Thinner tumors were associated with younger age (≤60 years; P < .0001), women (P = .0127), and a higher education level (P = .0122) but not with marital/cohabitation status, prior skin cancer, or personal or family history of skin cancer. Thinner tumors were not associated with the presence of CAN, which was evident in 26% of respondents (OR, 1.06; 95% CI, 0.65-1.72), or with an increasing number of moles (OR, 1.60; 95% CI, 0.88-2.92 for patients with >50 moles vs ≤50 moles). However, thinner tumors were associated with the patient previously being told by a physician that he/she had atypical/dysplastic nevi (OR, 1.88; 95% CI, 1.15-3.06).

Mode of Melanoma Discovery

Most patients (53%) self-detected melanoma compared with detection by physicians (19%), spouse/partners (16%), and family members/friends/other (11%). Dermatologists detected 74 melanomas (13%) compared with 35 melanomas (6%) that were detected by primary care physicians. Self-detection was more common in younger patients (aged ≤60 years) than in older patients (57% vs 46%; P = .01). Tumors discovered by a physician were significantly thinner than those discovered by the spouse/partner or by the patient (OR, 4.98; 95% CI, 3.00-8.27 for physician detection vs patient detection). No significant difference was observed between discovery by a dermatologist (median thickness, 0.73 mm) versus a nondermatologist (0.72 mm). There was no clear pattern of association between how long patients waited to see a physician for a skin examination after noting a suspicious skin lesion and thickness.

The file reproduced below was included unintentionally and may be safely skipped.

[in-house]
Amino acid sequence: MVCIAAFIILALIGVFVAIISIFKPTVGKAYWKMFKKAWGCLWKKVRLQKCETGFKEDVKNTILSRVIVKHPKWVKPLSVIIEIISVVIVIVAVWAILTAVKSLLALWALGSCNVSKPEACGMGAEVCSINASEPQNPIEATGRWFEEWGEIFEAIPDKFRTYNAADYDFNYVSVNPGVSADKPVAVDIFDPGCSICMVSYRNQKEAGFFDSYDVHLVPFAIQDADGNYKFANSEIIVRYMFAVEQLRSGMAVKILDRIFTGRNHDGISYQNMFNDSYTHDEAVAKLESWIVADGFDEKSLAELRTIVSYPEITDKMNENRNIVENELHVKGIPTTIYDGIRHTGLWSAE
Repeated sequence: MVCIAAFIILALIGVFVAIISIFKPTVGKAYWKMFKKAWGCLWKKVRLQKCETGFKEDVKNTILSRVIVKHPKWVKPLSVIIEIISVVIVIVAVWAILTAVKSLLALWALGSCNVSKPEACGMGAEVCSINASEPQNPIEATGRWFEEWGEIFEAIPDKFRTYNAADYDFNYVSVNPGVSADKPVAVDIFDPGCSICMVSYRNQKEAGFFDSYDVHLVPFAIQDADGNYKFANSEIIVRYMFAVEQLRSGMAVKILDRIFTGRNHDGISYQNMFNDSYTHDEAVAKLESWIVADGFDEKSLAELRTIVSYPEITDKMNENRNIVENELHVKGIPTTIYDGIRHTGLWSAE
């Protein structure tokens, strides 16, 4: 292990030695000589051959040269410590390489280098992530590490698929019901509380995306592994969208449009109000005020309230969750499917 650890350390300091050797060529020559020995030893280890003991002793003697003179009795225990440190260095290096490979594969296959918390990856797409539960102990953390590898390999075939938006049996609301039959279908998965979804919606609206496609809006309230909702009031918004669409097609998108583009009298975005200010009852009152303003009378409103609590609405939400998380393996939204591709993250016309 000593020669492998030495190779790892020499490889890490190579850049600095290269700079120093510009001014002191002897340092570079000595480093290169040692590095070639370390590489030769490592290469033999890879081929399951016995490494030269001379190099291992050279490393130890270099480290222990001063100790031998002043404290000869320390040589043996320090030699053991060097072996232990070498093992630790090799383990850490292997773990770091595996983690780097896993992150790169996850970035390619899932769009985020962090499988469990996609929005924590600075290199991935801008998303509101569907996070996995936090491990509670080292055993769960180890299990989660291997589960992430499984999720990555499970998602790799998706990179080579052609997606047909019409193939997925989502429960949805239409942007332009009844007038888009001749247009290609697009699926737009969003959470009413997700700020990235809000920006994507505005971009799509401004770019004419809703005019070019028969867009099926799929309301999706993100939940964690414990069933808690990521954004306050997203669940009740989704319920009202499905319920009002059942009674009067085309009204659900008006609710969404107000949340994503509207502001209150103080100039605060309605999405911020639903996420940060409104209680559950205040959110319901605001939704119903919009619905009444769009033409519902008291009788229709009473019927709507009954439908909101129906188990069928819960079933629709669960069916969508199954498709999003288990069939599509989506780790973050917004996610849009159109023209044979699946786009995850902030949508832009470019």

Skin Self-Examination Practices and Thickness

Twenty-four percent of patients reported use of a melanoma picture for SSE in the year before diagnosis, the use of which was associated with thinner tumors, as was routine self-examination of some/all of the body compared with none (OR, 1.98; 95% CI, 1.24-3.18) (Table 2). The use of a melanoma picture aid in combination with routine SSE had an even stronger association with thinner tumors (OR, 2.66; 95% CI, 1.48-4.80) compared with neither of these practices.